The short answer is no. Other image processing software will suffice for post processing of digital images. The more correct answer and the one I hope to support, is yes it is very much a necessity. Photoshop is to digital image processing what a chemical darkroom was to film. Photoshop is nothing more than the updated tool of the trade for modern day photographers, nothing more and nothing less.
Those of us who shot film were considered “Real Photographers” only if we were in complete control of our print making, at least that is what American Photographic Society rules for print competition told us. A real photographer uses his skill with lights, camera, and post processing techniques to regularly produce images beyond those of the average person that picks up a camera and clicks away. There used to be arguments over which film was used by “true” photographers, slides or negative. Slide film had less latitude and those who shot it often considered themselves superior to those of us who shot negatives. Publishing images was cheaper from slides than from color negatives and that is why photographers for major publications used it. Art photographers and print makers often chose negative films because of the degree of extra control they offered. The final product is what dictated choice of film in most instances.
All the talk in various forums about JPG vs. RAW essentially covers similar area. JPG images in the camera have been initially processed to the standards established by the camera manufacturer. For those feeling smug because they still shoot film and then scan images from their medium format slides, if the scanner is producing a JPG, your image quality is determined by the scanner manufacturer, not you. RAW images are processed in accordance with the standards set forth by the photographer (or post processor). Both methods produce usable images, but only one of them places all control of its outcome in the hands of the photographer.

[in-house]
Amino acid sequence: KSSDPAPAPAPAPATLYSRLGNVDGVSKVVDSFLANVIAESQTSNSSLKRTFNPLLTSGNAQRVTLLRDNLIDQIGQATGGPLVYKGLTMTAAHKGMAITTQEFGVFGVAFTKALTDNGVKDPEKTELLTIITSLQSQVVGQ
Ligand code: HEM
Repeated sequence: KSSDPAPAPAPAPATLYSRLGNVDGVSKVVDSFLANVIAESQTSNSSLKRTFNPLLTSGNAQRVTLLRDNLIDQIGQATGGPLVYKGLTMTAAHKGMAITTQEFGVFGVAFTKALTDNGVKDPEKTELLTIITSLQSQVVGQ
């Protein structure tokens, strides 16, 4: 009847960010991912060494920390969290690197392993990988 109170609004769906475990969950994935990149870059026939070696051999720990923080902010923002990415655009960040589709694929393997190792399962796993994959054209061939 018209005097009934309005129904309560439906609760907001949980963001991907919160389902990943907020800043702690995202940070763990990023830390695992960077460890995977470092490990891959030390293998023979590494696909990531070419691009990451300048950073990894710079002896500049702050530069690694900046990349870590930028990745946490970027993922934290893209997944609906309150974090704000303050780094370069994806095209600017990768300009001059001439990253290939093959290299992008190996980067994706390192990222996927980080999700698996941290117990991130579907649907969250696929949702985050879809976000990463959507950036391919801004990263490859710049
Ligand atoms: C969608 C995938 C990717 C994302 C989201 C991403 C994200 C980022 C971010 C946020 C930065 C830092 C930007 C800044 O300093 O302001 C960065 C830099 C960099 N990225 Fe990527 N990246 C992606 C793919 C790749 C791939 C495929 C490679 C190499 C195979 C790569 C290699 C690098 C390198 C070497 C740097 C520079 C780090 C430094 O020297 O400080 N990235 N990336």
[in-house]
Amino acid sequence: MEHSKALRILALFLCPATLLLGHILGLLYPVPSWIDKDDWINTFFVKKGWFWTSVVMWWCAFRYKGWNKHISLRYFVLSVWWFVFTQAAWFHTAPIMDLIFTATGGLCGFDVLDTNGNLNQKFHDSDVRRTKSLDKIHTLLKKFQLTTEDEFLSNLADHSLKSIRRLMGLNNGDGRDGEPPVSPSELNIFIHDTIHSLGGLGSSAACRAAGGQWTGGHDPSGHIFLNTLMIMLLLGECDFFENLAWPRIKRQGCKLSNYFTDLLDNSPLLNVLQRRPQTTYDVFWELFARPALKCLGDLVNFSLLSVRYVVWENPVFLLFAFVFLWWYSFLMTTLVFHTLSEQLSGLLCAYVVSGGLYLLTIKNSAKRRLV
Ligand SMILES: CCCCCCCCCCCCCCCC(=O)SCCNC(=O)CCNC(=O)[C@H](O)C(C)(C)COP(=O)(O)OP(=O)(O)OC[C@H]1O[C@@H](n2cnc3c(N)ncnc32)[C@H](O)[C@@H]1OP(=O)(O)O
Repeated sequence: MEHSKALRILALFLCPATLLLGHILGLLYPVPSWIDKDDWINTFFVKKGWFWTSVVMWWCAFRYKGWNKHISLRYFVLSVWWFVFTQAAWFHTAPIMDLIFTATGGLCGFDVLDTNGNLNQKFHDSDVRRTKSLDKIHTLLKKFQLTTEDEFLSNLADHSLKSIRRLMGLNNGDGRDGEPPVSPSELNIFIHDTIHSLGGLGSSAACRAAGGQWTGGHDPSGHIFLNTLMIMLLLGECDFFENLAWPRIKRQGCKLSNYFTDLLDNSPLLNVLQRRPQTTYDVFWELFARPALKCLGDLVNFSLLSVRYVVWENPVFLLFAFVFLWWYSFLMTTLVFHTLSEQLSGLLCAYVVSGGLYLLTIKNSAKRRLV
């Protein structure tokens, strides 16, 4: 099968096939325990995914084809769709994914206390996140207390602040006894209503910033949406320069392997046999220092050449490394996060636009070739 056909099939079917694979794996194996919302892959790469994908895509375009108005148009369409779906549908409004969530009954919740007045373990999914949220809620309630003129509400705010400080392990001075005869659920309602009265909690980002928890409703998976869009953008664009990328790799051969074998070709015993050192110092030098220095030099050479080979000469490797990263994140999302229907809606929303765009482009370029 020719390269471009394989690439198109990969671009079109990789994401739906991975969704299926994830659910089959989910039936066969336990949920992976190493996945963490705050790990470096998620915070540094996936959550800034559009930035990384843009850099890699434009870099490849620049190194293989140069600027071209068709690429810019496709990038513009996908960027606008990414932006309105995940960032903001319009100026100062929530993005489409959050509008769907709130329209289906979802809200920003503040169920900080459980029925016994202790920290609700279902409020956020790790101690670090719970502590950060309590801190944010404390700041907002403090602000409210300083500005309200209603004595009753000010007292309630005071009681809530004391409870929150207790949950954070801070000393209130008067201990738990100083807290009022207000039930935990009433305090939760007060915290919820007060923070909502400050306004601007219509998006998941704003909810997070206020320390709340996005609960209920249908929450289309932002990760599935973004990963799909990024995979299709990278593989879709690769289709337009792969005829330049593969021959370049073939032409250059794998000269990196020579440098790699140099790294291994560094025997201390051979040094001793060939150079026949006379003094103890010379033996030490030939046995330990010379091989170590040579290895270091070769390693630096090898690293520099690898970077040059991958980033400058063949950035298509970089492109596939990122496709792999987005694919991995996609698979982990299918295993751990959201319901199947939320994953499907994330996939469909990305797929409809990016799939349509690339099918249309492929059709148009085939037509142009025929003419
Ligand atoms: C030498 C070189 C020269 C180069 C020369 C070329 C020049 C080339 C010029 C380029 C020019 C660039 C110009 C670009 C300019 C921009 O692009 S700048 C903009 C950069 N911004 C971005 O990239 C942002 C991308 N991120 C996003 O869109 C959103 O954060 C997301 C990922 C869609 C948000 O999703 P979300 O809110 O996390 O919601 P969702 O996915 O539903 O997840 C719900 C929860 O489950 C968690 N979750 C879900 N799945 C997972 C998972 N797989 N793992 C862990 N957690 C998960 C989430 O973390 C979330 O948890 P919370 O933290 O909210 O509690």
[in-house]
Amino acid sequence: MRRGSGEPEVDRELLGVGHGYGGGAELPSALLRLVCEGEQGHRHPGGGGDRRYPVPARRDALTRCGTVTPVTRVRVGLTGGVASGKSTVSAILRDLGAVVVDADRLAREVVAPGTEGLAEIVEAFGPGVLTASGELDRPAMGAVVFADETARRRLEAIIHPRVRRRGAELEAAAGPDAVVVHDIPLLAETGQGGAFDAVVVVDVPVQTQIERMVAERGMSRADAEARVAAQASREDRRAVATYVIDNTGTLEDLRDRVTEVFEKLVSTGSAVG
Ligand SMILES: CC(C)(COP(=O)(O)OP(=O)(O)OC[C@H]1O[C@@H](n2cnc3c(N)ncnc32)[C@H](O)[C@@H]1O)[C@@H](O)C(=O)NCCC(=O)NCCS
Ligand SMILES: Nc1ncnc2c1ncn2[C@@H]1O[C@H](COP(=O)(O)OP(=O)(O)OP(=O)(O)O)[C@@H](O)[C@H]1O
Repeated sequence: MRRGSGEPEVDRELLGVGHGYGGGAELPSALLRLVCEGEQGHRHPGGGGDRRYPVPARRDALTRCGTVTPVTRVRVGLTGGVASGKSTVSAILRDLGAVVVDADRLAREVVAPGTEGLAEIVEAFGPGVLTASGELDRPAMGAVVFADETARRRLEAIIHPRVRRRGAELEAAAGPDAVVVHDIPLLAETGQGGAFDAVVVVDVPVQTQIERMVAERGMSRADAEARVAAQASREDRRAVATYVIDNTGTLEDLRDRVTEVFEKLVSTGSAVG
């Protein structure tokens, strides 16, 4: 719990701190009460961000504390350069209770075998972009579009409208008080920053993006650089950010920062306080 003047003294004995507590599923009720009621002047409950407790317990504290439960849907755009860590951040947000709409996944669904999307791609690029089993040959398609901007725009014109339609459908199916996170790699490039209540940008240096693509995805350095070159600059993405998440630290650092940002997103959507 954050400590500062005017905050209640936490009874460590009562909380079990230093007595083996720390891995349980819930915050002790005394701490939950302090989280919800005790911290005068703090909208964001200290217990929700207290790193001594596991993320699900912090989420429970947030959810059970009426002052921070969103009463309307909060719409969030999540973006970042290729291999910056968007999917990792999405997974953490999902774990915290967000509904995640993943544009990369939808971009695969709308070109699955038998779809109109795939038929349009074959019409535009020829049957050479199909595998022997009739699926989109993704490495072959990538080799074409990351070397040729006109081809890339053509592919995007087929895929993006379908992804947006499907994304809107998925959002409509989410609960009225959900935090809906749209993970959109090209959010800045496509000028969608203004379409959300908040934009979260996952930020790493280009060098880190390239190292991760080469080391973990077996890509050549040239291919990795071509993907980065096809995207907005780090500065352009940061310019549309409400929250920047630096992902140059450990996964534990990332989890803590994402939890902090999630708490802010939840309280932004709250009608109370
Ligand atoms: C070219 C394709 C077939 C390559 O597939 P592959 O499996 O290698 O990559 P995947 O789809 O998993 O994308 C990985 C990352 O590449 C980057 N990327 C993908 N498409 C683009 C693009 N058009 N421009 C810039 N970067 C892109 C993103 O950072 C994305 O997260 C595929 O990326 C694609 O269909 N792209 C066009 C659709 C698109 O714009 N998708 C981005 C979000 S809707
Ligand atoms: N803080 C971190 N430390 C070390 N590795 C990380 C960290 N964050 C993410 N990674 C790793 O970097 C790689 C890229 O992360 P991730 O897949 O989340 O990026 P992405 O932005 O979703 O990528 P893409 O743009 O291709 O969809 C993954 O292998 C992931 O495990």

Purists these days talk of not needing Photoshop. Most of them, talk as if they were a slide shooter in the earlier times trying to feel good about getting it right in the camera. If all they were doing was creating images for slide shows or no a days for web use, getting it right in the camera will produce a usable image. Good images for slide shows or slide competitions were often processed to lessen contrast because when you duplicated them, contrast was increased. Printing those images directly will often produce usable pictures. But, very, very few of those images are going to be so great right out of the camera that no further adjustment could improve them. Getting it right in the camera is the first step in the journey, producing a good print is the last, the in between steps are done using the tools and techniques that the photographer likes best.
Having good skills in Photoshop is at least as important as knowing how to print your own images was to photographers that used film. It didn’t matter if you printed from slide or negative, you still dodged, burned, tweaked the color controls, and did any and everything you could do to regularly produce your best work on paper. If you got good at it, people would ask you to print their work for them. Good print makers are not always the best photographers, but they constantly look for tools and techniques that make images easier and better. Photoshop gives you a set of tools for use with digital image files along with others that make your workflow much faster and better than chemical darkrooms ever could. Good photographers will use these tools and continue to produce images we love to see.
Getting it right in the camera is the first step in the journey, producing a good print is the last, the in between steps are done using the tools and techniques that the photographer likes best.